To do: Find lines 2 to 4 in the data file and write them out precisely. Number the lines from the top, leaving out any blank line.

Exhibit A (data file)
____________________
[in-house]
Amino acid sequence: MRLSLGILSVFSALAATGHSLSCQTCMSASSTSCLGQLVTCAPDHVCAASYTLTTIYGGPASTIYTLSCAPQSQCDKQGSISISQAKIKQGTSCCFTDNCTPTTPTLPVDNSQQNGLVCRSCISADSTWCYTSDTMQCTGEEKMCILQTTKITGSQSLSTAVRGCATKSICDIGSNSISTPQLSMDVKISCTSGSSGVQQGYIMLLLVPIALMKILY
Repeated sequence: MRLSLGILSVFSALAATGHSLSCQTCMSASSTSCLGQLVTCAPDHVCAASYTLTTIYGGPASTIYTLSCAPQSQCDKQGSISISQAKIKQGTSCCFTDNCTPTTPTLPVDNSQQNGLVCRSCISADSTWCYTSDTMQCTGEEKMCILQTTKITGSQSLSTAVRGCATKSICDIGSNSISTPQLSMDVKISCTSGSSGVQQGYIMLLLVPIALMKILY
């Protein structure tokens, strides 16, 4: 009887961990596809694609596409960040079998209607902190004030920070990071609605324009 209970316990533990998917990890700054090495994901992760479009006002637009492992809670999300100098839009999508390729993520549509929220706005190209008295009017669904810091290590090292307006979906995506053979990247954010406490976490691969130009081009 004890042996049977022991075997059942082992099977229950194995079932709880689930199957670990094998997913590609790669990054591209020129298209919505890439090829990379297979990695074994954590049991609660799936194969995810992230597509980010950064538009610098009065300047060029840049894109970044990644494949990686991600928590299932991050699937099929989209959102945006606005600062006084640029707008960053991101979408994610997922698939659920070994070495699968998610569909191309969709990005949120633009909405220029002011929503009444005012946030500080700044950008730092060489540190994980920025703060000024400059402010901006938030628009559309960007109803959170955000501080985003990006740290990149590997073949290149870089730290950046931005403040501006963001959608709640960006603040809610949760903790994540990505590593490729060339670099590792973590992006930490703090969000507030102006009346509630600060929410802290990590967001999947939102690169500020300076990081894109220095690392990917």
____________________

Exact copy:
Amino acid sequence: MRLSLGILSVFSALAATGHSLSCQTCMSASSTSCLGQLVTCAPDHVCAASYTLTTIYGGPASTIYTLSCAPQSQCDKQGSISISQAKIKQGTSCCFTDNCTPTTPTLPVDNSQQNGLVCRSCISADSTWCYTSDTMQCTGEEKMCILQTTKITGSQSLSTAVRGCATKSICDIGSNSISTPQLSMDVKISCTSGSSGVQQGYIMLLLVPIALMKILY
Repeated sequence: MRLSLGILSVFSALAATGHSLSCQTCMSASSTSCLGQLVTCAPDHVCAASYTLTTIYGGPASTIYTLSCAPQSQCDKQGSISISQAKIKQGTSCCFTDNCTPTTPTLPVDNSQQNGLVCRSCISADSTWCYTSDTMQCTGEEKMCILQTTKITGSQSLSTAVRGCATKSICDIGSNSISTPQLSMDVKISCTSGSSGVQQGYIMLLLVPIALMKILY
């Protein structure tokens, strides 16, 4: 009887961990596809694609596409960040079998209607902190004030920070990071609605324009 209970316990533990998917990890700054090495994901992760479009006002637009492992809670999300100098839009999508390729993520549509929220706005190209008295009017669904810091290590090292307006979906995506053979990247954010406490976490691969130009081009 004890042996049977022991075997059942082992099977229950194995079932709880689930199957670990094998997913590609790669990054591209020129298209919505890439090829990379297979990695074994954590049991609660799936194969995810992230597509980010950064538009610098009065300047060029840049894109970044990644494949990686991600928590299932991050699937099929989209959102945006606005600062006084640029707008960053991101979408994610997922698939659920070994070495699968998610569909191309969709990005949120633009909405220029002011929503009444005012946030500080700044950008730092060489540190994980920025703060000024400059402010901006938030628009559309960007109803959170955000501080985003990006740290990149590997073949290149870089730290950046931005403040501006963001959608709640960006603040809610949760903790994540990505590593490729060339670099590792973590992006930490703090969000507030102006009346509630600060929410802290990590967001999947939102690169500020300076990081894109220095690392990917």